Gerhard Berger may be fondly remembered as one of the jokers of Formula One’s past, but with ten victories over the course of fourteen seasons, he is also one of the most highly respected drivers of the 1980s and 90s. Now 60 and long retired as a Formula One driver, the Austrian tells World in … Continue reading “F1: It Was Clear for Me to Change My Life – Gerhard Berger”
Leading up to the fourth round of the 1982 Formula One World Championship, the political battles between the FISA-affiliated teams and the FOCA entities finally exploded into all-out war. Former World Champion and then BBC F1 commentator James Hunt had this to say.
Who knows? Maybe the good ol' days were not as good as we like to remember.
After running non-championship Grand Prix under sportscar rules for six years at Mosport Park, the Canadian Grand Prix had its bid to become a World Championship event in 1967 accepted.
As the Formula One circus pitched up at Long Beach for the first of three American Grands Prix in 1982, the tensions between FOCA and FISA began to heat up once again following two heated meets in South Africa and Brazil.
With the 1982 Argentine Grand Prix lost due to lingering uncertainties within the sport, Formula One finally arrived in South America for the Brazilian Grand Prix in mid-March and although two months had passed since the infamous South African Grand Prix, ill feeling remained within the paddock and the outer reaches of Formula One itself.
On a brief sombre note, today (January 18th) marks the 60th anniversary of the Argentine Grand Prix disaster.
In 1985, the International Formula 3000 replaced the defunct European F2 Series as the final stepping stone before Formula 1. Come 1986, F3000 altered its schedule slightly to include races at Imola, Bugatti Le Mans and Jarama; however the destination that stood out like a sore thumb was "Birmingham".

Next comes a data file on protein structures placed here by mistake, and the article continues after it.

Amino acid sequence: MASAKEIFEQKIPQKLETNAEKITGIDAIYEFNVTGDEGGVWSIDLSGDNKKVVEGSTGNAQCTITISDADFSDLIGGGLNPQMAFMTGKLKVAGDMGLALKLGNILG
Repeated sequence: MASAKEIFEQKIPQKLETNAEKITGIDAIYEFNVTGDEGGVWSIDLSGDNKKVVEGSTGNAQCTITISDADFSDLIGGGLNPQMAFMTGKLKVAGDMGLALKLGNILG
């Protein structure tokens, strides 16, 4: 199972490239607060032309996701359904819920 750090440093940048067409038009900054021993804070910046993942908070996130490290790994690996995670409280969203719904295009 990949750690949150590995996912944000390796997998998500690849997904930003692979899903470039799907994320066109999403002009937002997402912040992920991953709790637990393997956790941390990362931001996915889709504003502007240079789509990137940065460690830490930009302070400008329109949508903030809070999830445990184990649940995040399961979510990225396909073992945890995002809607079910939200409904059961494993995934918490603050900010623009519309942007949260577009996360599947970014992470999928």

Jackie Stewart had relatively few complaints about the opening to the 1970 Formula 1 season. Having claimed his first title several months previously, the Scot's defence began well with a podium under South Africa's hot, dry sun in Kyalami.
My thoughts today for the forgotten man of the 1982 Formula One season, Riccardo Paletti.
Unlike the current Grand Prix season, the 1969 World Championship proved to be a somewhat more predictable affair.
Formula 1 has spent much of its existence embracing battles of every kind, whether they involve drivers, the teams, the commercial wing or the governing body itself. Rarely has an entire Grand Prix been lost.
Formula 1 loves controversy; it feeds off of it. Without the public displays of placated aggravation and sugar-coated cat calling, Formula 1 would probably fall from the public eye. At the start of 1982, Formula 1 got it very, very wrong.
2011 marked the year that the "Home of British Motor Racing" finally stepped into the 21st century with the opening of the impressive and imposing Silverstone Wing, but we should never forget the quick and dangerous Aintree.
Before the 1965 French Grand Prix, Lotus driver Jim Clark was quietly confident. After three rounds, the legendary Scot had a three-point advantage over BRM's Graham Hill when they arrived at Clermont-Ferrand. With skill and smoothness a premium at the French circuit, Clark possessed an advantage that often superseded the superb engineering of his nimble Lotus 33. In the race, he would made it look so easy.
An unseasonal cold spell broken, a sodden and wintry base is revealed, as the snow in Ireland and the UK peels away feebly. Motorsport tends not to happen in these conditions.
Although there had been some races and minor events prior to the 1906 French Grand Prix, it signified the first time the spirit of high speed competition was sanctioned by an Automobile club - namely the l'Automobile Club de France.
I must admit that my knowledge of the 1983 season is a little vague. Sandwiched in between the controversial 1982 and 1984 seasons, it is something of an anonymous year in the sport, despite the fact that the championship went down to the final race at Kyalami in South Africa. For 53 laps on the … Continue reading Reflection: 1983 Austrian Grand Prix (Round 11)
The Hungarian Grand Prix marked an interesting point in the 1991 Formula 1 season. At this stage Ayrton Senna was just driving to the championship, while Williams were there (but still not quite there) and Alain Prost was still struggling in his Ferrari.